Use models of activity systems as a base for work on information systems
In much of his later work, Checkland addresses the difficulty of converting a model that represents a system of human activity into a set of requirements for an IT-based information system by distinguishing between the supporting system (IT) and the supported system (human activity). The supported system represents the problem domain, the amalgam of purposeful systems of human activity that underpins the problem situation. The supporting system represents the solution domain, that combination of people, processes, and technology that provides a solution to problems identified by participants in the problem situation.
Soft Systems Methodology (SSM) was devised by Peter Checkland and elaborated in collaboration with Sue Holwell and Jim Scholes — among others — at Lancaster University in the UK. SSM provides a philosophy and a set of techniques (a method) for investigating a “real-world” problem situation. SSM is an approach to the investigation of the problems that may or may not require computer-based system support as part of its solution. In this sense, SSM could be described as an approach to early system requirements analysis, rather than a systems design approach. While the original, seven-step method of SSM (Checkland, 1979)has been replaced by more nuanced approaches to soft systems analysis (note the loss of the word “method”). Checkland now considers the approach more of a mindset, or way of thinking than a strict set of steps that should be followed (Checkland & Holwell, 1997). However, without the seven stages of thinking, it can be difficult to understand where to start. For this reason, many of the pages that follow employ the terminology and approach of the seven-stage method originally proposed.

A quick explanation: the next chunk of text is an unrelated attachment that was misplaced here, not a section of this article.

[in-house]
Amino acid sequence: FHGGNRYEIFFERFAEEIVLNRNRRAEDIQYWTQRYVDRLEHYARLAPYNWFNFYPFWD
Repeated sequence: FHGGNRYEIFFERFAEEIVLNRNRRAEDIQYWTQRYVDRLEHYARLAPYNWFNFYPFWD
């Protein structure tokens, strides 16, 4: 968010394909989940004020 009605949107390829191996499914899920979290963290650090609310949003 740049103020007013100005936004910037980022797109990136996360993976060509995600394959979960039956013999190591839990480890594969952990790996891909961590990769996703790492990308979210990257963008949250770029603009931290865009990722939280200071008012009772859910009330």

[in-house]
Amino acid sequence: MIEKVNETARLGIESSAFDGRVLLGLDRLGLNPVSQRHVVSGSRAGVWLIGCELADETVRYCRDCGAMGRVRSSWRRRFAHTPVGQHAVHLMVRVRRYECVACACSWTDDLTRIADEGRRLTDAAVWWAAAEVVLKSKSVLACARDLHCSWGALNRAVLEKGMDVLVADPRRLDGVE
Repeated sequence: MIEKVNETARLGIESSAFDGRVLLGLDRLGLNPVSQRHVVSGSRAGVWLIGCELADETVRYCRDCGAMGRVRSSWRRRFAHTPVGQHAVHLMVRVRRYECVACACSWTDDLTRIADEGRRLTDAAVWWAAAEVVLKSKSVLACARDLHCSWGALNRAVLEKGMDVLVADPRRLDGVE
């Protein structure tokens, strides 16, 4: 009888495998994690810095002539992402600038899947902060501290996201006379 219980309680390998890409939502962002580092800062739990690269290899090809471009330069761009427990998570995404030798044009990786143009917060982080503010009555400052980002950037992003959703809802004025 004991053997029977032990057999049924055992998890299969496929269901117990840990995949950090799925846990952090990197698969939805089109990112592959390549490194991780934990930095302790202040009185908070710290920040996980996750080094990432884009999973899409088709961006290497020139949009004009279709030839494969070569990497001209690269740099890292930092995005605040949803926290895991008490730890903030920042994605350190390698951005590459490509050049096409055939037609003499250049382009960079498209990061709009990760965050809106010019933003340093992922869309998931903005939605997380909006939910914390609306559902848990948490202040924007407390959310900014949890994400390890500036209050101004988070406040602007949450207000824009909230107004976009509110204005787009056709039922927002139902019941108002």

This website attempts to explain some of the elements of SSM for educational purposes. It is not intended as a comprehensive source of information about SSM and may well subvert some of Checkland’s original intentions, in an attempt to make the subject accessible to students and other lifelong learners … .